Cuba will focus its efforts during this year on promoting the implementation of its economic and social strategy, which today has the monetary order as its main action.
As announced last December 10 and effective this January 1, reported Prensa Latina, the legal circulation of the CUC -convertible peso- was eliminated and a single exchange rate of 24 pesos to one dollar was established.
Since that date -which marked the start of the monetary regulation process- excessive subsidies and undue free allowances were eliminated, and a modification in the distribution of income began with a general salary reform.
For the current, as listed in the plan for the economy, approved by the Cuban Parliament, the fundamental actions will try to keep inflation under control, to prevent it from being expressed above the projected levels.
Government authorities and analysts of the economy on the island have reiterated that given the existing monetary imbalance, it is necessary to implement measures adjusted to the current context facing the economy.
Initiatives to generate new jobs, fundamentally in the productive sphere, will be promoted. To this end, it is essential to encourage local development, with the aim of making work the main source of wealth and well-being.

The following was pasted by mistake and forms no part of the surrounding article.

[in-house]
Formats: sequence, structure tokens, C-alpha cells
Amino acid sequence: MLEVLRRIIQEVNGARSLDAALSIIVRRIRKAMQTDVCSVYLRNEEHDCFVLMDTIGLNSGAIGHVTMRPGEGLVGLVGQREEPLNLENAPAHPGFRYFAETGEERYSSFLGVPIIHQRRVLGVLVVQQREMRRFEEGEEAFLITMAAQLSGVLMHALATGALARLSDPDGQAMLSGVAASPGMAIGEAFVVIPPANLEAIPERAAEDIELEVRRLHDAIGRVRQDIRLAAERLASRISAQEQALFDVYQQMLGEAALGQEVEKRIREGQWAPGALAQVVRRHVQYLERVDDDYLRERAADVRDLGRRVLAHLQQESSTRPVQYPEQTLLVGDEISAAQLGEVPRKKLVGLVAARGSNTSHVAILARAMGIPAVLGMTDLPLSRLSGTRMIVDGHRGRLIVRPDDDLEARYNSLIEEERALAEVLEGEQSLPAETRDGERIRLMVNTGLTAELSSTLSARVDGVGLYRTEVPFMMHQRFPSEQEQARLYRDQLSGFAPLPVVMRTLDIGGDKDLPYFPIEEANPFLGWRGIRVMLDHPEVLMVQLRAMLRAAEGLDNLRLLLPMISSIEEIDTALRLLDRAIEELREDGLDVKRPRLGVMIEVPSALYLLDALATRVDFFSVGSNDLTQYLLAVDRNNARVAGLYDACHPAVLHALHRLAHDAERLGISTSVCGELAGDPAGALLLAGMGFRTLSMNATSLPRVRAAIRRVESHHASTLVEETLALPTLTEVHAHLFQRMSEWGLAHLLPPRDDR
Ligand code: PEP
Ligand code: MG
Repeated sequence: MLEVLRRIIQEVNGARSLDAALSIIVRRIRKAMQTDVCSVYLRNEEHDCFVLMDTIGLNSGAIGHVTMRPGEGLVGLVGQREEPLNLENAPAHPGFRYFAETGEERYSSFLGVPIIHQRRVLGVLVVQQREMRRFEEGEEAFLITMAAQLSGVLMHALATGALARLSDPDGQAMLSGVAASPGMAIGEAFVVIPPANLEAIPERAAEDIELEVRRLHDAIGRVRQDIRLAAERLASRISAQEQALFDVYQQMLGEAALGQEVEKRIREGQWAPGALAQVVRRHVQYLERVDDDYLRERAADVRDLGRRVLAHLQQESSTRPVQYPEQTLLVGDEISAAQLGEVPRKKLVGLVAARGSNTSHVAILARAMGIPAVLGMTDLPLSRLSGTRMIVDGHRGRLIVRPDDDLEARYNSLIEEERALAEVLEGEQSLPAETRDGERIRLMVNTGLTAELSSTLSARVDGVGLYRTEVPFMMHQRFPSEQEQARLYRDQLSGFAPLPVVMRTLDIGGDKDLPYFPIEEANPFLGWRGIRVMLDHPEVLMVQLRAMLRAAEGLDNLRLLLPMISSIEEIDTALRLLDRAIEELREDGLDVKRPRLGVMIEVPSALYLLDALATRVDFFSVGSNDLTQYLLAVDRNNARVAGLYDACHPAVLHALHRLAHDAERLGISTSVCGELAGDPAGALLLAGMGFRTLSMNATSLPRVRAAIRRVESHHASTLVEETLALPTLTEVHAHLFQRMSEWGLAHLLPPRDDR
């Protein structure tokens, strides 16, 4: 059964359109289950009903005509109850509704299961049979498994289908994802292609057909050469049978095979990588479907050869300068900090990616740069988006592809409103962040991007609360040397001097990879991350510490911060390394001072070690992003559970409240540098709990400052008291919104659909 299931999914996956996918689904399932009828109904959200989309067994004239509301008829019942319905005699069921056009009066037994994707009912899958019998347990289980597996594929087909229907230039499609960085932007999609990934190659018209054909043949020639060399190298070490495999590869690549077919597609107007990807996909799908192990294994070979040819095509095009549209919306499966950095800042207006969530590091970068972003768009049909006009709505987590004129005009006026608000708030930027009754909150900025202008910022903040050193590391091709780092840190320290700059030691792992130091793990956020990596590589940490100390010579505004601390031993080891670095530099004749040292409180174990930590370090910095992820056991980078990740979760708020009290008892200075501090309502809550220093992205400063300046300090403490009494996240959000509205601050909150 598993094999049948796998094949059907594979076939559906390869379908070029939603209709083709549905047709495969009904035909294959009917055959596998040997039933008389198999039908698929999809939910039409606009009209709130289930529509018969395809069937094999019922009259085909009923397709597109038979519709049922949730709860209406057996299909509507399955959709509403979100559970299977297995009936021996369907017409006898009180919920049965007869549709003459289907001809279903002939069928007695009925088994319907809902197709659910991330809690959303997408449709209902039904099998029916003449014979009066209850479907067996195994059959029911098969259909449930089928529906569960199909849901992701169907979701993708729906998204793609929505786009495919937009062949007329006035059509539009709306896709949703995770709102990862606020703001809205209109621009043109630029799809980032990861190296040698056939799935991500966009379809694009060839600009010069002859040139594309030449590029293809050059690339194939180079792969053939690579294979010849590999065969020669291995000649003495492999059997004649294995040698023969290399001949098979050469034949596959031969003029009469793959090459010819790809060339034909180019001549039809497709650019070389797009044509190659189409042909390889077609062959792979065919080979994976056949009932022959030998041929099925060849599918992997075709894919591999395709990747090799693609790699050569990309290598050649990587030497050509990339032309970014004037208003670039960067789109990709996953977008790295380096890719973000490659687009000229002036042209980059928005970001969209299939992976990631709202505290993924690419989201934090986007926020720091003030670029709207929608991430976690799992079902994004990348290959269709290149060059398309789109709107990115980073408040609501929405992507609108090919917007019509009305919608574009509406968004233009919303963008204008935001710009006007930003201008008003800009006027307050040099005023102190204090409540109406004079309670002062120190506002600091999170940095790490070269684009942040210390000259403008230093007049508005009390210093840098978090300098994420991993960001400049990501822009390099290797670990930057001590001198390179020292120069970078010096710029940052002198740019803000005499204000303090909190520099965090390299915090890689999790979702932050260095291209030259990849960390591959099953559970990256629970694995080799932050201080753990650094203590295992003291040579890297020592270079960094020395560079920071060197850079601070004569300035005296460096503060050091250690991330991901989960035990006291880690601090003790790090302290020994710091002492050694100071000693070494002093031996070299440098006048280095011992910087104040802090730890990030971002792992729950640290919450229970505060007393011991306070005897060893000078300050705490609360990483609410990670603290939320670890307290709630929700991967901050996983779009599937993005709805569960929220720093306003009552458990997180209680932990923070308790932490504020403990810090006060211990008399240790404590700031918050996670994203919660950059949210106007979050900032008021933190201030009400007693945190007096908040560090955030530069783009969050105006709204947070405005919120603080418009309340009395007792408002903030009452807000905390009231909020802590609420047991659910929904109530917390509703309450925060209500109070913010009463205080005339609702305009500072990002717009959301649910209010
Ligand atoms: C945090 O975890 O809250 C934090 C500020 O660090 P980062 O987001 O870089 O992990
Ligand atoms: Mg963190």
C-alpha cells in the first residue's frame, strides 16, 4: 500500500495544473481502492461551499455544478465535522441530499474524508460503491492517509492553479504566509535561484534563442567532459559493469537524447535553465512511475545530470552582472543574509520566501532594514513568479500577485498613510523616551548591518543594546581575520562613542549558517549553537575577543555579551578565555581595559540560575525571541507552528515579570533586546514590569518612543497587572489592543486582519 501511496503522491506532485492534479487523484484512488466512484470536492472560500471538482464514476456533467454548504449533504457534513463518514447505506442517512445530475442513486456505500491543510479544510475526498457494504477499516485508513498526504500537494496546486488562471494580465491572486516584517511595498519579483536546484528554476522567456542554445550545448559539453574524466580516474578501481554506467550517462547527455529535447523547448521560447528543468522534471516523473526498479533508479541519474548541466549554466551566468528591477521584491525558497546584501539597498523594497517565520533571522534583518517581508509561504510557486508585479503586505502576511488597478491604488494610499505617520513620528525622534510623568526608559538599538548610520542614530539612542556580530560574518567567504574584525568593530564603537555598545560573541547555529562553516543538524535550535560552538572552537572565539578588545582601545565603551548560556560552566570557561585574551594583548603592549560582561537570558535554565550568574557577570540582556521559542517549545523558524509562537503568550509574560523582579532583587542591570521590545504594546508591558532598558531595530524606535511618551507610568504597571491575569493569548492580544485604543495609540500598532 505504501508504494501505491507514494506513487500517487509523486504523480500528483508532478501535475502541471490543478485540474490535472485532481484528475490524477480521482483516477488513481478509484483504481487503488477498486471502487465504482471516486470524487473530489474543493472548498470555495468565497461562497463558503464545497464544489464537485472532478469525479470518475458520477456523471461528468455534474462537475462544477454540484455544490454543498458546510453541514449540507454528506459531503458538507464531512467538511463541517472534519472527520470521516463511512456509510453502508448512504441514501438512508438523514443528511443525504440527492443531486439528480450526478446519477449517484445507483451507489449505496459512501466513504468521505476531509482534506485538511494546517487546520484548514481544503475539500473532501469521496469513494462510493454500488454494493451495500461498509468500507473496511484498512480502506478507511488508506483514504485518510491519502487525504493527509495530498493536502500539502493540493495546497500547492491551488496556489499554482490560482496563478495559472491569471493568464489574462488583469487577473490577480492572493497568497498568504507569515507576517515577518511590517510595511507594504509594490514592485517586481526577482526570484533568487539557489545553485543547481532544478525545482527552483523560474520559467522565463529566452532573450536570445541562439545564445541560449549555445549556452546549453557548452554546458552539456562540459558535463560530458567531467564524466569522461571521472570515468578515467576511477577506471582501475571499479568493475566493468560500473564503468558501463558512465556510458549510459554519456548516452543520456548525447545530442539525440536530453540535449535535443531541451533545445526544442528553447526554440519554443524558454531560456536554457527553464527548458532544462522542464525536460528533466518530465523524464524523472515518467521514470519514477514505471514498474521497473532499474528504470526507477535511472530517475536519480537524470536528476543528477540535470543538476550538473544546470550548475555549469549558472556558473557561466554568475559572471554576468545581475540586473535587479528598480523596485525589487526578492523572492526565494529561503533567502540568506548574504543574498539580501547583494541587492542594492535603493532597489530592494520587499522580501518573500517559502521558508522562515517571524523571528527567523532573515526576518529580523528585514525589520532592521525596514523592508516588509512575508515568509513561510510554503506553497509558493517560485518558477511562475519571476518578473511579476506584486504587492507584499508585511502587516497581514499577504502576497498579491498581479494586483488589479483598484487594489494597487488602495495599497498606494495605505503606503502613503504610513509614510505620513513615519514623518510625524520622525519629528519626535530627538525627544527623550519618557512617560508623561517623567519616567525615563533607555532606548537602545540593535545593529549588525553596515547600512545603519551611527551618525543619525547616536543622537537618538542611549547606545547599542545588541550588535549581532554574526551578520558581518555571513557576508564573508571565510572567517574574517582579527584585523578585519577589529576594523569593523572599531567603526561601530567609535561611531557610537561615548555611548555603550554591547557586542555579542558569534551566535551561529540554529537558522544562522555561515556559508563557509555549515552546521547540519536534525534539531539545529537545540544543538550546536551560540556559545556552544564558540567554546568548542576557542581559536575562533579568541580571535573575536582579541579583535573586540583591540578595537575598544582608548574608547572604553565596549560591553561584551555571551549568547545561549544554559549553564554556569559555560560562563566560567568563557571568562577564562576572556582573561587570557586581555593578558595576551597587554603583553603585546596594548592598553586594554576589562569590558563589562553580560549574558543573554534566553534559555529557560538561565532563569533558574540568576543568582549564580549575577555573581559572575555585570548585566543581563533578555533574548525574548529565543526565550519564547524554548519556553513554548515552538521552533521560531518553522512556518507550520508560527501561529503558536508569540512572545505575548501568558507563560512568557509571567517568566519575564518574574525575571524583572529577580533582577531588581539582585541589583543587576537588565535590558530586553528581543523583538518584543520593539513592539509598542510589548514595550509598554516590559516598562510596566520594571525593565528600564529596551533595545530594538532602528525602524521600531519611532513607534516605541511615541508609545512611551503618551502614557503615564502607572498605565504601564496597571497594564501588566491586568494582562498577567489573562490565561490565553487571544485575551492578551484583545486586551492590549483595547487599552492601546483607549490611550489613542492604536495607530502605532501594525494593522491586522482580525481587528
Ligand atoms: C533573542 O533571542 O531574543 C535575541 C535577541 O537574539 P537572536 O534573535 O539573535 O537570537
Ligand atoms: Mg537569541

It is a matter of eliminating the great limitations in terms of the purchasing power of the workers’ income and the existing distortions in terms of salaries.
Cuba has one million 400 thousand people working in non-state forms of the economy, some 618 thousand self-employed workers, in addition to about 3.1 million in the state sector, who will have to increase the levels of productivity and efficiency to raise the supply of goods and services.
However, it must be taken into account that this labor force is affected by demographic trends that indicate a reduction in the economically active population, which in the coming years will place a great burden on the employed.
For these reasons, it is in the country’s interest to have more jobs in the productive sector, rather than in the budget sector, as well as to encourage large investment processes that generate jobs.
Also within the monetary order, the established exchange rate of 24 pesos to one dollar for the state sector should favor national industry as a provider of retail and wholesale sales in foreign currency, which should grow by 30 percent.
The great aspiration is that all salaried workers will be left in better conditions than they are now, along with social security that will support families whose income is below what is necessary to live on.
As explained recently by Marino Murillo, member of the Political Bureau of the Communist Party and head of the Commission for the Implementation and Development of the Guidelines, it was not possible for Cuba to advance in the transformation of its economic and social model without applying a wage and income reform in a general sense.
by Jeremy Abbott – American Correspondent – N/FSH/C